Local help to track ocean crawlers
DEAKIN University has launched a citizen science project to help track movements of giant spider crabs and better understand the species.
The curious crustaceans congregate in large numbers – known in science circles as an aggregation – in shallow water in Port Philip Bay, including regularly at St Leonards and Queenscliff.
Spider crabs appear to favour colder months for their shallow get-togethers, where they’re easier to spot than at ocean depths they disperse to during spring and summer.
Scientists speculate the phenomenon is associated with the animals’ moulting and growing cycles or reproduction but have failed to draw detailed conclusions about the seemingly random events and their purpose and drivers.
The university, with support of the Victorian government, has launched a new iNaturalist app, which encourages divers, fishers and boaters to report observed movements.
Deakin research fellow in spider crab ecology Dr Elodie Camprasse said the crowd sourced information could provide vital data that helps scientists crack the code to spider crab movements.
“These aggregations seem to happen at random times. Unlike some citizen science programs, we need our members to record both when they see spider crabs, but also when they don’t, so we can try and establish a pattern of when the aggregations happen,” Dr Camprasse said.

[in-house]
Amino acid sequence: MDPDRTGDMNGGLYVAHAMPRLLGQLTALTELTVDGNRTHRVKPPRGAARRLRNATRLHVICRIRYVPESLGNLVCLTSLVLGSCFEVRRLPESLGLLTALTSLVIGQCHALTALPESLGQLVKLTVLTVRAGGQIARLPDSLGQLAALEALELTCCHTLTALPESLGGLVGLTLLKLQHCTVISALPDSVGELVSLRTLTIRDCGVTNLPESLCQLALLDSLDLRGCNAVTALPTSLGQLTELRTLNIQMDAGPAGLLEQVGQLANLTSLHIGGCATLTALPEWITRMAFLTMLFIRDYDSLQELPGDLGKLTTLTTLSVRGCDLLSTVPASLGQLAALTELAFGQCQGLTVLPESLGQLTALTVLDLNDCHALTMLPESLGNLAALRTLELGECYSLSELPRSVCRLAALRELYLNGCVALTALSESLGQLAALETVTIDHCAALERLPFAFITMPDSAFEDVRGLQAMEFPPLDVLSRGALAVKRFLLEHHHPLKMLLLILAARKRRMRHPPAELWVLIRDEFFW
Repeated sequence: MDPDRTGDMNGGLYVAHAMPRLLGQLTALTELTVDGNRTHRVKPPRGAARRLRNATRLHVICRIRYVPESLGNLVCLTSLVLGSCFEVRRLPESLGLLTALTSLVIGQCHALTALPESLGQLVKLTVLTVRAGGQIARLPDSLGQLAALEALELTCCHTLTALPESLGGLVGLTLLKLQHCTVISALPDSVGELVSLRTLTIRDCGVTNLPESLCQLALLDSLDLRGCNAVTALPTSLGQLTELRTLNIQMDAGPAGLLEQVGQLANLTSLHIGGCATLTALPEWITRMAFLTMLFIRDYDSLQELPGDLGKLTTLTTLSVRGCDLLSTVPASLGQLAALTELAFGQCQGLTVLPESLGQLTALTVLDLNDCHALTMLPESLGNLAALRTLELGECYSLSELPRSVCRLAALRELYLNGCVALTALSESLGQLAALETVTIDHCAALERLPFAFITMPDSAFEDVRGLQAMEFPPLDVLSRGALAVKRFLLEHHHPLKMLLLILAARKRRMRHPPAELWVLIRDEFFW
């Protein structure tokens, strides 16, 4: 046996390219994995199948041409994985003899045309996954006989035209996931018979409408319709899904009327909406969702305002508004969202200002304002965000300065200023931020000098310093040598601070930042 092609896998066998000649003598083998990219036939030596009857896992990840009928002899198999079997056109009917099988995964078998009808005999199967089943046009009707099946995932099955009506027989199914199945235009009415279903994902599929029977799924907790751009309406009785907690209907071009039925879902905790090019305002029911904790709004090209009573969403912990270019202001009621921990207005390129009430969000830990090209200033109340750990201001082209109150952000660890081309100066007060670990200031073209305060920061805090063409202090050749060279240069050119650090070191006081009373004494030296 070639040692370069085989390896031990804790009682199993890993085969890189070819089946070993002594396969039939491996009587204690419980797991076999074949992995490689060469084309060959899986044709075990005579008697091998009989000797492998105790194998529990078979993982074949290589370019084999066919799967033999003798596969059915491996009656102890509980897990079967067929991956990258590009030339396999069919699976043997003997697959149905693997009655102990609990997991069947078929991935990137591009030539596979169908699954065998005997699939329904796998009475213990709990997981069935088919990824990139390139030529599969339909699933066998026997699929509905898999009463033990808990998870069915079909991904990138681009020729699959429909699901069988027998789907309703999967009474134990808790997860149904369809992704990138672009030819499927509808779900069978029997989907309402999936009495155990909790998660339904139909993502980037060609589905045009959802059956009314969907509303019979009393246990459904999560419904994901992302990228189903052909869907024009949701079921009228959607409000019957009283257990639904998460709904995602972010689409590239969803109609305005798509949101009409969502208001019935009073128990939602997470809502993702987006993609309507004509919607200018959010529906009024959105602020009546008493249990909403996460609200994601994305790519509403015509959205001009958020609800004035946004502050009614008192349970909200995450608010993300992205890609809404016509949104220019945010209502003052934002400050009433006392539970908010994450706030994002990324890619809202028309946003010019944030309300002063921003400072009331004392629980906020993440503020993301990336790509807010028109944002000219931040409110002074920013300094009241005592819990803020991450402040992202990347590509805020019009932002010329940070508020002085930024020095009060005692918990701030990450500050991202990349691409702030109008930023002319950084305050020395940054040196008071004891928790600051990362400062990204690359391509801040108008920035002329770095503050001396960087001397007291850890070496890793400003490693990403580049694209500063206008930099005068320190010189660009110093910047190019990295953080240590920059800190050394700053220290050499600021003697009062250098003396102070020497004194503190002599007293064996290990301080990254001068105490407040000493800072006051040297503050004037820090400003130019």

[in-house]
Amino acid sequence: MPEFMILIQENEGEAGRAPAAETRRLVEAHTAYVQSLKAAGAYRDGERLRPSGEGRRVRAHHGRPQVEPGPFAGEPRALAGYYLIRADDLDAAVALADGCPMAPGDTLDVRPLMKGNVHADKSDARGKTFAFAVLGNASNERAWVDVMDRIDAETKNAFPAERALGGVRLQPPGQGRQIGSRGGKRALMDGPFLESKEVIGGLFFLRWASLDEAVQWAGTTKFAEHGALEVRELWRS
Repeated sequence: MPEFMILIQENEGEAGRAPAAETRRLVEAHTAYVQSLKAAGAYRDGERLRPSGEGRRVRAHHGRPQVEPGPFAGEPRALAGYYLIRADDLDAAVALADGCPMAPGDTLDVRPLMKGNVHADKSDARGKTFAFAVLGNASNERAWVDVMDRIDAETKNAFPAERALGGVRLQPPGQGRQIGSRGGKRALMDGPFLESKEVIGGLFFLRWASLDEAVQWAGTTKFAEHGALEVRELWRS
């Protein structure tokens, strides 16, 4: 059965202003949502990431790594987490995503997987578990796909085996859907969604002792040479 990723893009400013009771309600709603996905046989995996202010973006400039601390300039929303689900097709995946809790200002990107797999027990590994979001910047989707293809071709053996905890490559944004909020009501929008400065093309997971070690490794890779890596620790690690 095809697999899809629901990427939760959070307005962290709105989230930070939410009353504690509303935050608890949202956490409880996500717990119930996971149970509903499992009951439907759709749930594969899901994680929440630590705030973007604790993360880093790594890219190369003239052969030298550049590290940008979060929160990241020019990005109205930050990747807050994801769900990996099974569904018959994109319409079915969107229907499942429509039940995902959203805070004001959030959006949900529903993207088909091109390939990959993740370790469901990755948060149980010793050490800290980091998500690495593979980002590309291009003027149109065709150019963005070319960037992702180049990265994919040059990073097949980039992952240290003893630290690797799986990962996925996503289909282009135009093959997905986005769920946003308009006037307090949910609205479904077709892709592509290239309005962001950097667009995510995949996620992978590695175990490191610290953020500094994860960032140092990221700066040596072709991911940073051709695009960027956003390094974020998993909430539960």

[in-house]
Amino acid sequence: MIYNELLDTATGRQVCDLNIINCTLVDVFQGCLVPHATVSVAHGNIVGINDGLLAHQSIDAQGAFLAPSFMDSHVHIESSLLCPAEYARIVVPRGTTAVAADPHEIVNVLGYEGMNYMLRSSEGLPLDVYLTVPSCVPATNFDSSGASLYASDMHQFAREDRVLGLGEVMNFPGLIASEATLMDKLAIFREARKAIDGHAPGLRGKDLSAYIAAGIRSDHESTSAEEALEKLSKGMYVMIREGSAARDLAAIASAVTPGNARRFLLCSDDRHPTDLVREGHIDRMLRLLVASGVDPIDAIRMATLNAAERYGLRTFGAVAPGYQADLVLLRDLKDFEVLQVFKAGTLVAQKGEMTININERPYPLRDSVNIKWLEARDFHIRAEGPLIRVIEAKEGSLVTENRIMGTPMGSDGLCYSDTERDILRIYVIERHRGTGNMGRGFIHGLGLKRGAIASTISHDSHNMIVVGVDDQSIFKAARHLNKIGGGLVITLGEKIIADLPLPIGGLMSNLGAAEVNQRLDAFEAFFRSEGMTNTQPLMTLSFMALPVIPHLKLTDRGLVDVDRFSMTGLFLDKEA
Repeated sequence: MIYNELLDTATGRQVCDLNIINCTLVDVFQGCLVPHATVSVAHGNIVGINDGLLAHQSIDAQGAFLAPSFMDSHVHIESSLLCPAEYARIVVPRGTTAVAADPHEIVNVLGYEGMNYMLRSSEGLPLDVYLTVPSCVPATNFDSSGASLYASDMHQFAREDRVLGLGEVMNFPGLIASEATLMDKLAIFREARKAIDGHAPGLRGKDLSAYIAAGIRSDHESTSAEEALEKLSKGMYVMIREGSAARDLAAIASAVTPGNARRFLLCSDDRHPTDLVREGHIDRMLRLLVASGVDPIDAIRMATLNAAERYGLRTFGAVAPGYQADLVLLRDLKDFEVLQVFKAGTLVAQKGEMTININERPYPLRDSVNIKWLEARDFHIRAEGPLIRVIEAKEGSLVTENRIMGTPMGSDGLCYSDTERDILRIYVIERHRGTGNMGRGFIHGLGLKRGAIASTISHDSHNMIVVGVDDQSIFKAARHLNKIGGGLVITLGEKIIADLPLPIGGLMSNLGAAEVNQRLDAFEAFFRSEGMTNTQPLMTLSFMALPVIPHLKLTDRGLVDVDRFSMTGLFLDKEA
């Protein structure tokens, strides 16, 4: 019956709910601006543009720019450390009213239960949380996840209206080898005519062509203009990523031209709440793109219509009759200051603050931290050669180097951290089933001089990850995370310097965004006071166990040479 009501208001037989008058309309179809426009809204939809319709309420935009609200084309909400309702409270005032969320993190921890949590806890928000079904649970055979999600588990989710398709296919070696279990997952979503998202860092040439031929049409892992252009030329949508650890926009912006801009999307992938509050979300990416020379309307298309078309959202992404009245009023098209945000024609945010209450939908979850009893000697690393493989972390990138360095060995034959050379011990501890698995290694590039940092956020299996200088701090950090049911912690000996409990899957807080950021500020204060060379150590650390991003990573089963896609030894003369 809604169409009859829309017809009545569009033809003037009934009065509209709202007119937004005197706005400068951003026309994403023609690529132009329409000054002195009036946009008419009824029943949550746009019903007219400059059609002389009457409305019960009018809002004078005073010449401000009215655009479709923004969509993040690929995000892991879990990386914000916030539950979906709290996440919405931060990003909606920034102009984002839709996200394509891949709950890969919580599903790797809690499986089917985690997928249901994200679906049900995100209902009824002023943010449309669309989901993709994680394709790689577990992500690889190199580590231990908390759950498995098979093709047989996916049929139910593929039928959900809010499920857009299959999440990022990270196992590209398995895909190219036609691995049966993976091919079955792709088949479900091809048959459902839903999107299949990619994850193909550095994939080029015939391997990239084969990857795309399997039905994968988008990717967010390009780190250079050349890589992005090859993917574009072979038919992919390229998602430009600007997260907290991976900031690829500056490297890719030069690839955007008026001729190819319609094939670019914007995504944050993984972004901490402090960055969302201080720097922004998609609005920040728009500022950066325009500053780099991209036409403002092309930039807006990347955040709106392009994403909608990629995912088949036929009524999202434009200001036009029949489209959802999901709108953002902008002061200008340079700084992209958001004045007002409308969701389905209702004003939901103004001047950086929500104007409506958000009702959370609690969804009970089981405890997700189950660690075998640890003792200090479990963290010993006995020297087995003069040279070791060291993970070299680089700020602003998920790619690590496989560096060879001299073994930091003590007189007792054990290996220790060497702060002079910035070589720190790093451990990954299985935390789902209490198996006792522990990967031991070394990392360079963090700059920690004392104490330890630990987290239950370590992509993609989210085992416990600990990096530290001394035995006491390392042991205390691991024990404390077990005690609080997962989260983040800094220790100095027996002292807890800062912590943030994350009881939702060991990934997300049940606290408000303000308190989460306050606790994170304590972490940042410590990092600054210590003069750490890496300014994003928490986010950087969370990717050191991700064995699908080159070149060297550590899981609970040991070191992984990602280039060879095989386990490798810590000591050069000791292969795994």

“That’s why we’re asking our helpers to keep an eye out so we can ascertain exactly what’s going on – and what’s not – right around Port Philip Bay.
“Despite their winter aggregations being a world-renowned event, very little is known about the dynamics and ecological role of the aggregations.
“If citizen scientists record not only when they see spider crabs, alone or in groups, but also if they spend a day on the bay and don’t see them at all, by recording that absence on the app, we will be more equipped to fill some important knowledge gaps.”
Giant spider crabs are orange to red-brown in colour with longer walking legs than similar species and are the largest spider crab species; growing as big as 16 centimetres across their shell and 70cm across their legs.
Later this year, Deakin will invite citizen scientists to analyse images of the gatherings to help researchers count the crabs and report on any predators.
The program will be complemented by more traditional research methods such as sound tracking, underwater cameras and diver surveys.